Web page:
African Canadian Studies 11


Specific Curriculum Outcomes: ACS 11

Module I: Evolution and Change

Students will be expected to demonstrate an understanding of the development of culture and Afrocentricity. share background knowledge that students bring to the course about African heritage describe their own cultural identity and why this identity is important define and articulate the meaning of "historiography, ethnocentrism, Eurocentrism, and Afrocentrism" recognize the roots of Afrocentricity from the history, geography, and culture of Africa examine the diversity of Africa in light of its physical environments, cultures, and nationalities explore the notion of Africa as the birth place of humankind

Module II: Elements of the African Diaspora

Students will be expected to examine African history and pre-colonial kingdoms up to the Trans-Atlantic Slave Trade. demonstrate an understanding of African culture and history up to the transatlantic slave trade identify the historical and geographical location of different ancient African civilizations describe the evolution of kingdoms and empires from the ancient civilization of pre-colonial Africa

describe the political, economic and social systems of the ancient West African kingdoms. identify the unique characteristics of African music and experience the art as a celebration of life, examine the changes that took place from precolonial Africa to colonial Africa , i.e., lifestyles, land divisions, economics, political changes, and cultural conflicts

Module III A: Impact of Colonial Expansion

Students will be expected to demonstrate an understanding of the impact of colonial expansion on the African Diaspora identify the colonial and imperial systems causing slavery examine the transatlantic slave trade, i.e., routes and conditions examine the economics of the slave trade (Reasons,

Supply and demand, Industrial Revolution, Triangular trade, Profits) examine how enslavement has been used to shape the world economically and politically throughout time explain and describe the development and difficulties of slave culture economically, politically, socially, and spiritually in North America and Caribbean examine how people of African descent used various means to resist enslavement through cultural expression, i.e., music and slave insurrections, religion, folktales and writing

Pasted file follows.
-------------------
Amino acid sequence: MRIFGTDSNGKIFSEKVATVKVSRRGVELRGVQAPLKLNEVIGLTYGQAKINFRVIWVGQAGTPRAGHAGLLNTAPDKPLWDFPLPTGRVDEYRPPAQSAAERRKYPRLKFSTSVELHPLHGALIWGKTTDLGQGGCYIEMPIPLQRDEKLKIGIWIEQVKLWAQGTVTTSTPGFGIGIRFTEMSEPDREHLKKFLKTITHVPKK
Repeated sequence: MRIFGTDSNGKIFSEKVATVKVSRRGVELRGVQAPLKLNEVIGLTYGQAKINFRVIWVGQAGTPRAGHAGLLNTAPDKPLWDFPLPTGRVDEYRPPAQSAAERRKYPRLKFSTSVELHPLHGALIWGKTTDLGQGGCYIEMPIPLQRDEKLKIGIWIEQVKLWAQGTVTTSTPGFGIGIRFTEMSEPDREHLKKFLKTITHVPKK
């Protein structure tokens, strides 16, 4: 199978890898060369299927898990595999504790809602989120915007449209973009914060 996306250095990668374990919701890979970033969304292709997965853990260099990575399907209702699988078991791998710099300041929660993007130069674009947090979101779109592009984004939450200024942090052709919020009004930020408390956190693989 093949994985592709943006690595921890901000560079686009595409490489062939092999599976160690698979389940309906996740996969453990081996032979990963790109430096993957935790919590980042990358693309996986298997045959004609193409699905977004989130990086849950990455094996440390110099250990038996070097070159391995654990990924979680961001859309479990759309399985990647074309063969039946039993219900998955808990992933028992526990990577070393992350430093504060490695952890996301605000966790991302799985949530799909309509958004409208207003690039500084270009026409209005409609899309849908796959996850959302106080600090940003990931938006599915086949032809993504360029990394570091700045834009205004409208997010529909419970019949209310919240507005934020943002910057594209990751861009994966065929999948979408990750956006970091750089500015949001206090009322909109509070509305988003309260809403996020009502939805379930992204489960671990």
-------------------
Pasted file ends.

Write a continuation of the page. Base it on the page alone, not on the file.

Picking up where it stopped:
examine the difference between displacement, forced displacement, migration and forced migration as it relates to the African people throughout the Diaspora examine the relationship between anti-slavery movements by enslaved Africans, abolitionists, free blacks

MODULE III B: Struggle for Identity

Students will demonstrate an understanding of the relationship between the conditions of; the resistance to and the aftermath of slavery, and its implications on African

Canadian settlement. discuss the causes and outcomes of the American

Revolution with particular emphasis on the impact on

African people, i.e., Black Loyalists, Black Refugees. identify and state the central reasons why the Black

Loyalists in 1783, the Maroons in 1796, and the Black

Refugees in 1812, etc. immigrated to Canada evaluate the impact the Underground Railroad had on the diaspora of African people (enslaved people and free Blacks) within the United States and in particular

Canada . examine and analyze the implication of the Civil War and its aftermath ( the Emancipation Act and

Reconstruction) on the people of African descent with particular emphases on Canada and African Canadian settlements. identify the problems Black settlers experienced coming to Canada , i.e., Slave Code Laws, legislation, environment, and settlement patterns. (prejudice)

examine the implications of Confederation on Canada

, as a nation and in particular African Canadians. compare and contrast Black communities across

Canada and the changing demographics (i.e., Migration

Patterns, Immigration Policy, expansion of Black communities after 1867)

 examine the role that peoples of African descent, in particular, African Canadians played in the military pre and post confederation investigate contributions made by people of African descent, i.e. African Americans, African Canadians, and

African Nova Scotians.

Module IV: Independent Study